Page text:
ADWU will set out strategies recommended by members such as strengthening targeted empowerment programmes
to eliminate racism, stigma, fear and build trust.
ADWU to challenge racism and discrimination experienced by communities and more specifically by BAME key workers as a root cause affecting health, and exposure to risk and disease progression.
Racial discrimination affects people’s life chances and the stress associated with being discriminated against based on
race/ethnicity a likelihood of affecting the mental and physical health.
For many BAME groups, lack of trust to NHS services and health care treatment and other government services resulted in their reluctance to seek care and treatment on a timely basis, and fearful for their voices not to be heard
Despite these challenges, ADWU emphasis the significance and need for our family communities to partner with us and challenge government and anchor stable institutions to create lasting solutions.
ADWU will play a vital roles particularly in the African communities in relating and connecting with other Allied communities as a channel of a trusted source of information, leadership and engagement to be better engaged in future efforts to build community resilience and prepare communities for the immediate and long-term challenges to eliminate racism and discrimination across the nation.
ADWU would work in a collaborative effort with the National and local government officials (including public health teams) a window unique opportunity to provide advocacy for our members.
ADWU would intensify the mechanism to tackle racism and discrimination for the benefit of our members and particularly within the health and care sector which the BAM are overrepresented and must progress at pace with a clear obligation for enhancing diversity and exclusivity in both leadership at all levels in the labour sector and health and care system, reflecting the communities they served.
Strategies to create healthy and supportive workplaces (within and outside the health service) that have zero tolerance for discrimination and empower BAME staff to raise concerns about occupational risk and safety are essential, however,
there is plenty of work needed at local, regional and national levels.
ADWU main task is to step-up commitments and accelerates the pace of change.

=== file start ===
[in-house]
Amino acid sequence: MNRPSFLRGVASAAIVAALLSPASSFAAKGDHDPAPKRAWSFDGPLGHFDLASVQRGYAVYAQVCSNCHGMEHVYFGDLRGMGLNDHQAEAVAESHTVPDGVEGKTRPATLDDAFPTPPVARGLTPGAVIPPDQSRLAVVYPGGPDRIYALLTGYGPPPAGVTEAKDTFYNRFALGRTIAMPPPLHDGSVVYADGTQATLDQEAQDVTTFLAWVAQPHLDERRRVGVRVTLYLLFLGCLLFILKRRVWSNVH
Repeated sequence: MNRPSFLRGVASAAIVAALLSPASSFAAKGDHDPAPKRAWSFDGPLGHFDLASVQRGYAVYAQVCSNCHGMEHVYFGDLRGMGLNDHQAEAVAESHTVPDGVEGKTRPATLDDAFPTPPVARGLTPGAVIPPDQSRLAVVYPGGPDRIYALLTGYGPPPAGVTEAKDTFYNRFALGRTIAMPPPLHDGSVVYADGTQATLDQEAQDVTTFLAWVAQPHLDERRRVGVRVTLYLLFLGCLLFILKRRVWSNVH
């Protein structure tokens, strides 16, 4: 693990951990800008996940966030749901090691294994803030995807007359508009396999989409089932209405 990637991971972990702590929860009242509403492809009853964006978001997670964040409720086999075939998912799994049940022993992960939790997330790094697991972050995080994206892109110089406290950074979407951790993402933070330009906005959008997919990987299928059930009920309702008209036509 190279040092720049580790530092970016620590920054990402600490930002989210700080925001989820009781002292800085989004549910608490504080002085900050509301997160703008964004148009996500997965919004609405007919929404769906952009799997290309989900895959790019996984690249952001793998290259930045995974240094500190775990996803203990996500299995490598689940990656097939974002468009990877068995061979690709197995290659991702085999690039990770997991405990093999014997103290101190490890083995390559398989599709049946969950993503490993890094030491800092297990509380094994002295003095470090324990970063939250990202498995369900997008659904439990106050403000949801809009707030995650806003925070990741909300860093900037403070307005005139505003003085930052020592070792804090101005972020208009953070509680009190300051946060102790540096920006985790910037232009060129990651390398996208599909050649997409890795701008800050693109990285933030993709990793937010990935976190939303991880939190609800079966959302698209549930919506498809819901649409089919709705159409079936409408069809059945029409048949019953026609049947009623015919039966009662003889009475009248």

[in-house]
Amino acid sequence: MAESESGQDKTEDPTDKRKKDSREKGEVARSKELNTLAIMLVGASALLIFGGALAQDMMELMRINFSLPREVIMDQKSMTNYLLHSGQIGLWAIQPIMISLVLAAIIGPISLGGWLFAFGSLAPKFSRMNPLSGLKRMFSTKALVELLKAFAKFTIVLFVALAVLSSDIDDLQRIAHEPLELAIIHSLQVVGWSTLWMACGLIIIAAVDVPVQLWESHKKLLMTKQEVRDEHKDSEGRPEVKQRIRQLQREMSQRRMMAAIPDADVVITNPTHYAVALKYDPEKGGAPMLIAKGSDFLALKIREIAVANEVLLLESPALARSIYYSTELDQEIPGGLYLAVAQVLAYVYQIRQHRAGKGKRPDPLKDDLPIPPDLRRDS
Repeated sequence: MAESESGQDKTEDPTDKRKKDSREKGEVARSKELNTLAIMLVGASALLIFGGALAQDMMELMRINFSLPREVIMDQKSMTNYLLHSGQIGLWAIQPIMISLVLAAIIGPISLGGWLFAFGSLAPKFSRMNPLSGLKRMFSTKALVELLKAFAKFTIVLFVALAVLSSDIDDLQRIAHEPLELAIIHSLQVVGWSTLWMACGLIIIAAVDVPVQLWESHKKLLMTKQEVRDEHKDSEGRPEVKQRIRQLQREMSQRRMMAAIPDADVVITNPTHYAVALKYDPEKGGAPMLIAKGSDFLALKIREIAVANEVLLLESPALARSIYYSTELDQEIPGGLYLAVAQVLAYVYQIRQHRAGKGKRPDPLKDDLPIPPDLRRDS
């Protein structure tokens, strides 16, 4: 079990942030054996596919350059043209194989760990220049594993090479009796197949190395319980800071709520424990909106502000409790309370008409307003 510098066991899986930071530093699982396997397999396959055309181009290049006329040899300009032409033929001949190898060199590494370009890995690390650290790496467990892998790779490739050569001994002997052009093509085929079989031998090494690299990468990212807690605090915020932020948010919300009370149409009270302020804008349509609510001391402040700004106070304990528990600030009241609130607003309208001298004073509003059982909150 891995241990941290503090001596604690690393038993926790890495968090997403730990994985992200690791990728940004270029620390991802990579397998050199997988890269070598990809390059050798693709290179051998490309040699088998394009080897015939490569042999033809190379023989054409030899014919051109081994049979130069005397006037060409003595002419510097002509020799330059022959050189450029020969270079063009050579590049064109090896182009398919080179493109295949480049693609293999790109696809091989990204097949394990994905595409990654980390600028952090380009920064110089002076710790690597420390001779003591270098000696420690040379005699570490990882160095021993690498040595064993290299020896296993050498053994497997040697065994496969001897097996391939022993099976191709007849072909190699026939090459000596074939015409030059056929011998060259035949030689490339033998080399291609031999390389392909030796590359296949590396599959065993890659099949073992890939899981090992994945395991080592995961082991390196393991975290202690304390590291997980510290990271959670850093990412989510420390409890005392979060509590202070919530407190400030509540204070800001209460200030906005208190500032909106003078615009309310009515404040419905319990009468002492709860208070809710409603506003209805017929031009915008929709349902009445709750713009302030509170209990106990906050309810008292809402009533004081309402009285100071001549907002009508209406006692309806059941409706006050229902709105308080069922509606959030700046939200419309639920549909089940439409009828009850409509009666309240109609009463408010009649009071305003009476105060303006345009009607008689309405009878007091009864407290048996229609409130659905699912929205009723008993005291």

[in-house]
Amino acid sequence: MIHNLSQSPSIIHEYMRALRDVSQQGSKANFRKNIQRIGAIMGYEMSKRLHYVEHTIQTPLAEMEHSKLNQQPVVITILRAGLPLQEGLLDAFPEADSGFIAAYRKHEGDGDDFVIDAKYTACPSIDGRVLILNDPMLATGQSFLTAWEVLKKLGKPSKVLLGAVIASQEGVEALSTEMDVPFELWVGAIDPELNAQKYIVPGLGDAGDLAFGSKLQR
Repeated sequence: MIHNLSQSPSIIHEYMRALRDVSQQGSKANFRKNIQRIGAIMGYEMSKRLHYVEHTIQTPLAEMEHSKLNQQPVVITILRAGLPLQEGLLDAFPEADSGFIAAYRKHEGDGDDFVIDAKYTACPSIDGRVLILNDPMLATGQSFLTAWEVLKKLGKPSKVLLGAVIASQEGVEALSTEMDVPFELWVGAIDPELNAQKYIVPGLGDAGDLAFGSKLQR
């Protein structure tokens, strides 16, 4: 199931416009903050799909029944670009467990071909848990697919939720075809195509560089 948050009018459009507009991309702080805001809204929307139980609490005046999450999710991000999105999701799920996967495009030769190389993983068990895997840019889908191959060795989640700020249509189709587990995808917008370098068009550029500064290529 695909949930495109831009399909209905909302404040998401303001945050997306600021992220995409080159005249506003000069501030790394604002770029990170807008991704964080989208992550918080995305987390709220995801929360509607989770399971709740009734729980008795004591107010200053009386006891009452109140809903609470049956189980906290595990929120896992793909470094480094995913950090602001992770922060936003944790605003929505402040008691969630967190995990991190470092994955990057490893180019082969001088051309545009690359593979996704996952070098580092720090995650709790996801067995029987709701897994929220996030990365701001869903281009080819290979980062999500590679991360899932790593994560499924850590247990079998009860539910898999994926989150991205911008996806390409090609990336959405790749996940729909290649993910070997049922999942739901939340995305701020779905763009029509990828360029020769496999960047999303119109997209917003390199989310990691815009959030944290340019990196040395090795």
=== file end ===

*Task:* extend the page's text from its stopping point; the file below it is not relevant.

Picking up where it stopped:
ADWU would be prepared to alongside a willingness share good strategy and co-produce the change formulated moving forward.
ADWU would make numerous recommendations for further research to understand the impact of social injustice faced by BAME groups. The extent to which affects our members especially on the socio-economic, occupational, cultural and structural factors (racism, discrimination, stigma).
ADWU members within and outside the organization will work in partnership with communities, ideally embedding community participatory research principles and integrating further for deliberation needs to be given to factors such as heath, Education and housing among others.
BAME groups in England were disproportionately affected and the need for further research on the economic empowerment.
Social injustice accelerated by COVID-19 pandemic on BAME groups, seems likely be relatively long period and severe, with lasting health and wellbeing consequences.
ADWU would ensuring extended term sustainable change, establish cross-government infrastructure to drive change, address occupational risk and act to mitigate the impact of race crime.
ADWU will look into all the number of factors ranging from social and economic inequalities, racism, discrimination and stigma, occupational risk, inequalities in the prevalence of conditions that increase the severity.
The Union obligation is to ensure that urgent, collaborative and decisive action engagement exercise, both clearly and consistently expressed consideration of ethnicity, racism and structural disadvantage is accelerated in tackling health inequalities.disadvantage is accelerated in tackling health inequalities.